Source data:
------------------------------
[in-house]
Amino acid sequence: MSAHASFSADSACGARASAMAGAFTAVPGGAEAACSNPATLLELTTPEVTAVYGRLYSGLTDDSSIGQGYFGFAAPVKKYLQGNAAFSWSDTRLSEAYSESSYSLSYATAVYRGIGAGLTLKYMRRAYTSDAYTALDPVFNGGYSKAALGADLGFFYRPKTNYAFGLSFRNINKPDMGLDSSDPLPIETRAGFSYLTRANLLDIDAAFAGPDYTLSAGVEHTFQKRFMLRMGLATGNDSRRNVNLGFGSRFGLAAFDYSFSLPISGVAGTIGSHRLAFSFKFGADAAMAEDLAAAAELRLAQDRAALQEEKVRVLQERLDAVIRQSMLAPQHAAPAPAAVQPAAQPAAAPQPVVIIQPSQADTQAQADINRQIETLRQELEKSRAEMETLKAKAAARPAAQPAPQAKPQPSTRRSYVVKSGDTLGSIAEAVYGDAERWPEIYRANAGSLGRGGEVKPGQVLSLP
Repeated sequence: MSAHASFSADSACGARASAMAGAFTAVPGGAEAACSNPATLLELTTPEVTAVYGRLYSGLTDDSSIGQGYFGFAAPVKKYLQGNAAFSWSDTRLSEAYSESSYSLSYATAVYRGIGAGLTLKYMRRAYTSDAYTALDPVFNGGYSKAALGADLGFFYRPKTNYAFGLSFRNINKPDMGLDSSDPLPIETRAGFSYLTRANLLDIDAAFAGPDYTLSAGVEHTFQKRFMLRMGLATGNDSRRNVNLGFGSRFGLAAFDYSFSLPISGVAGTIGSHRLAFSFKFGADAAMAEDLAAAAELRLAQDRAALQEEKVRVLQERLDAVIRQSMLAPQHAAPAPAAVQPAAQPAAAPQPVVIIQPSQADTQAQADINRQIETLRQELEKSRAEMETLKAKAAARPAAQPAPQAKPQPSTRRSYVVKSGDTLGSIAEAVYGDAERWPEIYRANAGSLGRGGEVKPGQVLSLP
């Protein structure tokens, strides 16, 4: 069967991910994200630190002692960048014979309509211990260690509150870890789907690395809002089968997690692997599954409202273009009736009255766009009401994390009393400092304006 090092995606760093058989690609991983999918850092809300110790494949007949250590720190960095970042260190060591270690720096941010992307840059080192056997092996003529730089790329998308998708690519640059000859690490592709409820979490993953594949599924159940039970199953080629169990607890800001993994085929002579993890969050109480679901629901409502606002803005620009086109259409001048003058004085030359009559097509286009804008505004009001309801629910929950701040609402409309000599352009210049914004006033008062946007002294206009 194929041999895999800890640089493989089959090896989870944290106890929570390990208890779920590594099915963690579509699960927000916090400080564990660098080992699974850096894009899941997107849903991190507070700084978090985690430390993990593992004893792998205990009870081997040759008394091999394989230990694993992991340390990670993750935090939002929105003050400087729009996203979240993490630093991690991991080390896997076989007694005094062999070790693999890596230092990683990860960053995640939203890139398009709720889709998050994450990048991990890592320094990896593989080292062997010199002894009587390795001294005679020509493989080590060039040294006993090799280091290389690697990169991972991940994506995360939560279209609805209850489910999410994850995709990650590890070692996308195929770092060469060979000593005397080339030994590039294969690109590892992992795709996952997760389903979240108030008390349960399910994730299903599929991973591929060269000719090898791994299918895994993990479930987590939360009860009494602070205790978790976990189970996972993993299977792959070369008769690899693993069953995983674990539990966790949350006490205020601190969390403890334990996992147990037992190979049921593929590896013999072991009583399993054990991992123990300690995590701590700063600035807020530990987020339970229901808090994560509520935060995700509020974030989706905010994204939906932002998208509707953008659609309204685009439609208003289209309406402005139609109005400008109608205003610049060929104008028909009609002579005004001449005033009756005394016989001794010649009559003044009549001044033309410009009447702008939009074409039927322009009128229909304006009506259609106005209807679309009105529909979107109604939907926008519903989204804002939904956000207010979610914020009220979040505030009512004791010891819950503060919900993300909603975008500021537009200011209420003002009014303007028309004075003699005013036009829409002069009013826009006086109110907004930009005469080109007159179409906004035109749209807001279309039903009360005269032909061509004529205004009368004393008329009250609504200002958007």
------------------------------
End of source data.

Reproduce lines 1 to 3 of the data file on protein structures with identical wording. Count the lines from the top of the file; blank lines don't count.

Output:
[in-house]
Amino acid sequence: MSAHASFSADSACGARASAMAGAFTAVPGGAEAACSNPATLLELTTPEVTAVYGRLYSGLTDDSSIGQGYFGFAAPVKKYLQGNAAFSWSDTRLSEAYSESSYSLSYATAVYRGIGAGLTLKYMRRAYTSDAYTALDPVFNGGYSKAALGADLGFFYRPKTNYAFGLSFRNINKPDMGLDSSDPLPIETRAGFSYLTRANLLDIDAAFAGPDYTLSAGVEHTFQKRFMLRMGLATGNDSRRNVNLGFGSRFGLAAFDYSFSLPISGVAGTIGSHRLAFSFKFGADAAMAEDLAAAAELRLAQDRAALQEEKVRVLQERLDAVIRQSMLAPQHAAPAPAAVQPAAQPAAAPQPVVIIQPSQADTQAQADINRQIETLRQELEKSRAEMETLKAKAAARPAAQPAPQAKPQPSTRRSYVVKSGDTLGSIAEAVYGDAERWPEIYRANAGSLGRGGEVKPGQVLSLP
Repeated sequence: MSAHASFSADSACGARASAMAGAFTAVPGGAEAACSNPATLLELTTPEVTAVYGRLYSGLTDDSSIGQGYFGFAAPVKKYLQGNAAFSWSDTRLSEAYSESSYSLSYATAVYRGIGAGLTLKYMRRAYTSDAYTALDPVFNGGYSKAALGADLGFFYRPKTNYAFGLSFRNINKPDMGLDSSDPLPIETRAGFSYLTRANLLDIDAAFAGPDYTLSAGVEHTFQKRFMLRMGLATGNDSRRNVNLGFGSRFGLAAFDYSFSLPISGVAGTIGSHRLAFSFKFGADAAMAEDLAAAAELRLAQDRAALQEEKVRVLQERLDAVIRQSMLAPQHAAPAPAAVQPAAQPAAAPQPVVIIQPSQADTQAQADINRQIETLRQELEKSRAEMETLKAKAAARPAAQPAPQAKPQPSTRRSYVVKSGDTLGSIAEAVYGDAERWPEIYRANAGSLGRGGEVKPGQVLSLP